Vince Pornelos / Vince Pornelos | August 12, 2013 19:05
I'll admit, I've been starting to get a bit of a soft spot for Chevrolets and how they've impressed us of late. That's a stark contrast to about 4 years ago when we tested cars like the Aveo and Optra, two cars that -in any group driving test- get us to think: “Oh well, if I must."
Well, you get the picture.
Fast forward to today and we're driving the Spark... and having a lot of fun at it, if I might add.
Strictly speaking, it's not our first time with Chevrolet's little tyke, having driven it when it was initially launched to the market in 2011. Needless to say it was a sign of the times to come for the Chevy brand in the Philippines, and this new, updated model is just as promising.
The new model receives a new look, still featuring the split Chevy grille, albeit a bit larger. They've also changed the shape of the foglamp bezels, along with a new pair of tail lights but if you ask me, I prefer the previous tail lights, and I'd also swap the rims right away for something 'sparkier'. Overall, however, it's a nice set of updates to an already peppy looking model.
Inside, it's easy to mistake the interior as the same as the initial model, but not really. The most obvious change is that the previous, color-keyed panels (the blue Spark we drove 2 years ago also had some blue interior trim) were omitted in favor of silver. What I did notice are how the little details such as the layout of the stereo's buttons, the lighting of the A/C bezels and the addition of a USB have updated the dashboard. Turn on the lights at night and the buttons light up nicely; an unexpectedly nice touch in what is essentially an entry level car.
The steering wheel remains the same, but that's a good thing because I liked the way it was ergonomically crafted for the Spark. Seats remain the same, and that's a good thing too because they're pretty comfy for an econo car. The seating position is quite upright, but that's expected, and legroom is decent even in the back. Shifting to 1st or 2nd seems to hit my right thigh a bit more than before, but then again, it's probably because of the extra pounds.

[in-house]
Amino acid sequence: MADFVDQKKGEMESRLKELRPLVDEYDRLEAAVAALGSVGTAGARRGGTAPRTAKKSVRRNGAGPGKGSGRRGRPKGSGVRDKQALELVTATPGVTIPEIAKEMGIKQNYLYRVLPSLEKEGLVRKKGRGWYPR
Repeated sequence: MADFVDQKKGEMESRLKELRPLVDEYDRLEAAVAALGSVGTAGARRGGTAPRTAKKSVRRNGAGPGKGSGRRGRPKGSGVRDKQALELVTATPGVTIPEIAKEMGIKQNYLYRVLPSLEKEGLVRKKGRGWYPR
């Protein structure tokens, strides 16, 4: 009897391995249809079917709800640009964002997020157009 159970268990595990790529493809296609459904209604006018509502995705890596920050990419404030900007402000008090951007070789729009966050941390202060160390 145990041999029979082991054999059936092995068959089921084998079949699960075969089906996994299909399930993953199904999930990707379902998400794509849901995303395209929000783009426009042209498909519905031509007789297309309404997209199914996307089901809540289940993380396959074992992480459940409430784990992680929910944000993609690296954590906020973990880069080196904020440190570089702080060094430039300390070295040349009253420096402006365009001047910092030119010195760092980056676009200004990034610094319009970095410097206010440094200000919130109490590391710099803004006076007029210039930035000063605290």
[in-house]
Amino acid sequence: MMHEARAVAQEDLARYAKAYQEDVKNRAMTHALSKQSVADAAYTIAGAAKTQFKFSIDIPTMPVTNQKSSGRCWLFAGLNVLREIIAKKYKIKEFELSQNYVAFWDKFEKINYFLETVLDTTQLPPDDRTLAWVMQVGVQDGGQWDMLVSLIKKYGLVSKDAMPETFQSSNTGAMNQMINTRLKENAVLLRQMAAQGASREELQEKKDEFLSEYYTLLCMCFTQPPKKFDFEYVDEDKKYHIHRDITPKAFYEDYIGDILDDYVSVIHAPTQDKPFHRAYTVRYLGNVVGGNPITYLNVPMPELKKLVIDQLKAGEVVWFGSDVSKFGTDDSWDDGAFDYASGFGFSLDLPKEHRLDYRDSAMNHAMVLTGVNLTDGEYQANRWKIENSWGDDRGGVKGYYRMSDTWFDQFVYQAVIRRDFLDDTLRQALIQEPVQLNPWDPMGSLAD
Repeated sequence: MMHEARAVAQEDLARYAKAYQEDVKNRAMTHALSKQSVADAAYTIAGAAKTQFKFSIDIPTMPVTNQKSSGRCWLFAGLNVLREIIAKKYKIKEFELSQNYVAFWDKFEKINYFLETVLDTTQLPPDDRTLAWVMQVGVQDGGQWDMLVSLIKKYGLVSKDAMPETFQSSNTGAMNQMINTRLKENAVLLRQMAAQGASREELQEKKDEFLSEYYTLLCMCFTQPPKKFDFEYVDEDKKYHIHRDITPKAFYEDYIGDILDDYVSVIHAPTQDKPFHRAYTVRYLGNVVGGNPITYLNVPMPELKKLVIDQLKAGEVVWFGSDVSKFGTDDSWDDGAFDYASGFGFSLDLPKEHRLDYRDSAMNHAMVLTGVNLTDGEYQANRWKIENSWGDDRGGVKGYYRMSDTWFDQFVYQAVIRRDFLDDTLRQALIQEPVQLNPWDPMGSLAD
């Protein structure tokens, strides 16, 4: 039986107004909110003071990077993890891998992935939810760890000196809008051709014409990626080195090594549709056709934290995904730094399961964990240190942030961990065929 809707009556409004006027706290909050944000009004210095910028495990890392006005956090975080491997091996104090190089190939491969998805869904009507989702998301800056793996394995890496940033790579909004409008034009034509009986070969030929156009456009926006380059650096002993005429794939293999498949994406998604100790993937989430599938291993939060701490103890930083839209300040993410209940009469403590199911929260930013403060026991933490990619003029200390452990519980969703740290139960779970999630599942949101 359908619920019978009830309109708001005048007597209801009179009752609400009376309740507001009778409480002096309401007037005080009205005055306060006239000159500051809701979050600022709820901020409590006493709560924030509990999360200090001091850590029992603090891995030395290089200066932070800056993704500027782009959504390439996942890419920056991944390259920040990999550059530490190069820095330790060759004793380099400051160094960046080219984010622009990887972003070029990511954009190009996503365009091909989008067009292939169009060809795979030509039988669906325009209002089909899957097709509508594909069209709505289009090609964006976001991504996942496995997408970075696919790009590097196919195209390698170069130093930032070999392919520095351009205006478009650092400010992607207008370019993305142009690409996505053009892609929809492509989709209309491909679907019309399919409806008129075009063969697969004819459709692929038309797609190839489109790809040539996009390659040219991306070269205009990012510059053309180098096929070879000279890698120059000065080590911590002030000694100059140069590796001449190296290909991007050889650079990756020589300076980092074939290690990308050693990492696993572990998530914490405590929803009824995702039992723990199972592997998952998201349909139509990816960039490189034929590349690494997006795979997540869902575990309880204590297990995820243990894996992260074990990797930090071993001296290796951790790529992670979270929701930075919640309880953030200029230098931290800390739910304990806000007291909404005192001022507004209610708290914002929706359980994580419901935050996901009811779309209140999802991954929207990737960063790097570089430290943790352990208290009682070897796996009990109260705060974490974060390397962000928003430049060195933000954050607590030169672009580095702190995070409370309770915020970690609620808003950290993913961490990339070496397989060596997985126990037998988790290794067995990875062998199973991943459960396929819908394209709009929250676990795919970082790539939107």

Driving it around town, the Spark feels properly peppy. The 1.2 liter S-TEC II engine and the 5-speed manual combine well to match the weight of the car, and does well for fuel economy. As it stands, in the city with moderate traffic, the Spark did 11.3 kilometers to the liter. On the highway with no traffic and steady 80 km/h, the little red car was doing 16.4 km/l.
What is truly enjoyable about the Chevrolet Spark is its driving dynamics. In town, it just zips around with ease; a degree of peppy fun that the Mirage hatchback can't match. The performance of the engine, transmission and suspension all work together very well and in a very balanced manner. It even rides over potholes better than what its really short wheelbase should allow. If there's really anything to criticize about the Spark, it's the rather notchy manual shifter, but that's about it. The newer and bigger Chevrolet Sonic may be fun, but this Chevrolet Spark even more so.
The Chevy Spark may not deliver the sales numbers as much as its competition from the Japanese brands, but that will change in time. The Spark really is one of those cars that hasn't been given as much credit as it deserves. To me, however, if the Spark was put in the same parking lot with its peers in the entry level hatchback segment, I wouldn't be surprised if the keys with the Chevrolet bowtie are the first to go.
It's a fun, practical, daily-driveable little toy.